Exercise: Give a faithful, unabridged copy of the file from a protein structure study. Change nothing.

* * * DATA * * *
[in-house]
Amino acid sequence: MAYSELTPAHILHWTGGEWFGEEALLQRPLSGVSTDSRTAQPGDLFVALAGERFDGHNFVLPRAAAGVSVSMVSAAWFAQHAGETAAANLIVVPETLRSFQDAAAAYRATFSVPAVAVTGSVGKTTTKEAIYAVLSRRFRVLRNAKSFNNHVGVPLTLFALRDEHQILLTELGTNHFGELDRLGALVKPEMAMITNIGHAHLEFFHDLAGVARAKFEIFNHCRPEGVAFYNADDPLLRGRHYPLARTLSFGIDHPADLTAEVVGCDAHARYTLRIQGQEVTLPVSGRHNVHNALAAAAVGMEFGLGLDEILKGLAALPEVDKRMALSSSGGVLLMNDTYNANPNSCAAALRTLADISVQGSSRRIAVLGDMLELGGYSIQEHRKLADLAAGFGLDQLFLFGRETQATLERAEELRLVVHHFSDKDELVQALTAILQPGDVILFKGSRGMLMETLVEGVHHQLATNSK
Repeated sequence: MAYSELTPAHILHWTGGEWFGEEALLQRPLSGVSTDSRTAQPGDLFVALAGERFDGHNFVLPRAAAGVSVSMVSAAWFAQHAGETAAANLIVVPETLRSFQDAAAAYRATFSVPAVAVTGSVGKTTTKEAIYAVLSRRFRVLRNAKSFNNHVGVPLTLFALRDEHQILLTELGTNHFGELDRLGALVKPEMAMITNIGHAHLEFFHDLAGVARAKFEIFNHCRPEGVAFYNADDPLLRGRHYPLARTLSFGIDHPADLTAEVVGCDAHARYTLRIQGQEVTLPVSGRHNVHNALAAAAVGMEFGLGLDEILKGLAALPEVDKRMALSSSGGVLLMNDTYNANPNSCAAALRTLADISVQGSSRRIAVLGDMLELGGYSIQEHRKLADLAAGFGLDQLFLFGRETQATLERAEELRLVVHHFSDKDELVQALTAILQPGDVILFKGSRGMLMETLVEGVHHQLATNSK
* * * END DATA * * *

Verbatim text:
[in-house]
Amino acid sequence: MAYSELTPAHILHWTGGEWFGEEALLQRPLSGVSTDSRTAQPGDLFVALAGERFDGHNFVLPRAAAGVSVSMVSAAWFAQHAGETAAANLIVVPETLRSFQDAAAAYRATFSVPAVAVTGSVGKTTTKEAIYAVLSRRFRVLRNAKSFNNHVGVPLTLFALRDEHQILLTELGTNHFGELDRLGALVKPEMAMITNIGHAHLEFFHDLAGVARAKFEIFNHCRPEGVAFYNADDPLLRGRHYPLARTLSFGIDHPADLTAEVVGCDAHARYTLRIQGQEVTLPVSGRHNVHNALAAAAVGMEFGLGLDEILKGLAALPEVDKRMALSSSGGVLLMNDTYNANPNSCAAALRTLADISVQGSSRRIAVLGDMLELGGYSIQEHRKLADLAAGFGLDQLFLFGRETQATLERAEELRLVVHHFSDKDELVQALTAILQPGDVILFKGSRGMLMETLVEGVHHQLATNSK
Repeated sequence: MAYSELTPAHILHWTGGEWFGEEALLQRPLSGVSTDSRTAQPGDLFVALAGERFDGHNFVLPRAAAGVSVSMVSAAWFAQHAGETAAANLIVVPETLRSFQDAAAAYRATFSVPAVAVTGSVGKTTTKEAIYAVLSRRFRVLRNAKSFNNHVGVPLTLFALRDEHQILLTELGTNHFGELDRLGALVKPEMAMITNIGHAHLEFFHDLAGVARAKFEIFNHCRPEGVAFYNADDPLLRGRHYPLARTLSFGIDHPADLTAEVVGCDAHARYTLRIQGQEVTLPVSGRHNVHNALAAAAVGMEFGLGLDEILKGLAALPEVDKRMALSSSGGVLLMNDTYNANPNSCAAALRTLADISVQGSSRRIAVLGDMLELGGYSIQEHRKLADLAAGFGLDQLFLFGRETQATLERAEELRLVVHHFSDKDELVQALTAILQPGDVILFKGSRGMLMETLVEGVHHQLATNSK